Hospital: Hospital de 12 Octubre.
Aut@r o Autores: R. Sanz De Lucas, I. Navas Fernández-Silgado, L. Hernández Martínez, Z.H. Chen Zhou, I. Ríos Gómez, S. Borruel Nacenta.
A 67-year-old woman was admitted for dyspnea and unwellness in the last 2 days. On chest X-ray taken at the moment of admission, radiopaque material is visualized outlining the pulmonary vessels. It is also identified a vertebral arthrodesis with cemented screws. Then, urgent CT angiography was performed, showing no signs of acute pulmonary thromboembolism. However, some hyperdense material was identified in peripheral pulmonary arteries at the right upper lobe and middle lobe, suggestive of cement embolism. Finally, our patient was hospitalized and diagnosed of influenza, recovering with the proper treatment.?
With the aging of the population, incidence of osteoporotic and metastatic vertebral fractures is increasing. Some treatments inject acrylic cement into vertebral bodies. Among their most serious -although uncommon- complications is pulmonary embolism, secondary to cement leakage through the paravertebral venous plexus. Various agents can cause nonthrombotic pulmonary embolism. It is an infrequent condition that can be asymptomatic or manifests with dyspnea or chest pain, and we should not forget that it can have potentially fatal consequences. Fortunately, it often presents specific imaging features, facilitating the correct diagnosis: -Septic embolism. Radiographs usually show peripheral, poorly marginated lung nodules bilaterally, sometimes with cavitation. -Hydatid embolism. CT may demonstrate occlusion of pulmonary arteries and their branches by cystic lesions. -Fat embolism. On radiographs, we may appreciate widespread homogeneous and heterogeneous areas of increased opacity without other signs of cardiogenic edema. -Amniotic fluid embolism. Radiographic findings include diffuse bilateral heterogeneous and homogeneous areas of increased attenuation. -Tumor embolism. Focal or diffuse heterogeneous areas of increased opacity may be present on radriographs, as well as “Tree-in-bud” pattern on CT. -Air embolism. It may manifest on CT as small amounts air -radiolucencies on radiography- in the systemic veins, right heart or main pulmonary arteries. -Talc embolism. Radiography findings progress from fine miliary nodules to large areas of increased opacity. It is also a rare cause of “tree-in-bud” appearance on CT. -Cement embolism. Tubular opacities outlining the pulmonary arteries can be observed both on radiography and CT. Besides, CT may show paravertebral leaks.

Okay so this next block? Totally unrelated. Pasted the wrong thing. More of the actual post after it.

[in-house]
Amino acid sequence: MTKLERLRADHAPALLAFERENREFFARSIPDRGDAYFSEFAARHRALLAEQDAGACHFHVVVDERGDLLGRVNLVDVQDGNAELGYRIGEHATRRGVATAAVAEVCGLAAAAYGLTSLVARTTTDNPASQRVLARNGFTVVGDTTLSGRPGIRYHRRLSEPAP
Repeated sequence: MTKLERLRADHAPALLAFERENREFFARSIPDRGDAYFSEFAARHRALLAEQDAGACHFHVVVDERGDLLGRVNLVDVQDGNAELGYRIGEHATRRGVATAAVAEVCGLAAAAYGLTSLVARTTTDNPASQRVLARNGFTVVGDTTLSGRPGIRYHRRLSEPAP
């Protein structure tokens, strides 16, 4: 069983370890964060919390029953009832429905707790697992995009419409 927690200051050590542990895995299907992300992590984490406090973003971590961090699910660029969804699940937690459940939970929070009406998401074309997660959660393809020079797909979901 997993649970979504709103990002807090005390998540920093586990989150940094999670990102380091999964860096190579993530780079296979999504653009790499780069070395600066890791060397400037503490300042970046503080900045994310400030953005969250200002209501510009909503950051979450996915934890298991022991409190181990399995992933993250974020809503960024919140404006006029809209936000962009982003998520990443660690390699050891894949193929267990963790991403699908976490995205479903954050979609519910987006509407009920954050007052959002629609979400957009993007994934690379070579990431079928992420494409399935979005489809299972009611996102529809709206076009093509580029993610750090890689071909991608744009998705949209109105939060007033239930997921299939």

Procedures that inject cement into vertebral bodies have a potential risk of pulmonary embolism via paravertebral veins. Imaging tests typically demonstrate dense tubular opacities outlining the pulmonary arteries. This complication is rare and sometimes asymptomatic, resulting in incidental finding as in our case, but can also lead to fatal consequences.18.
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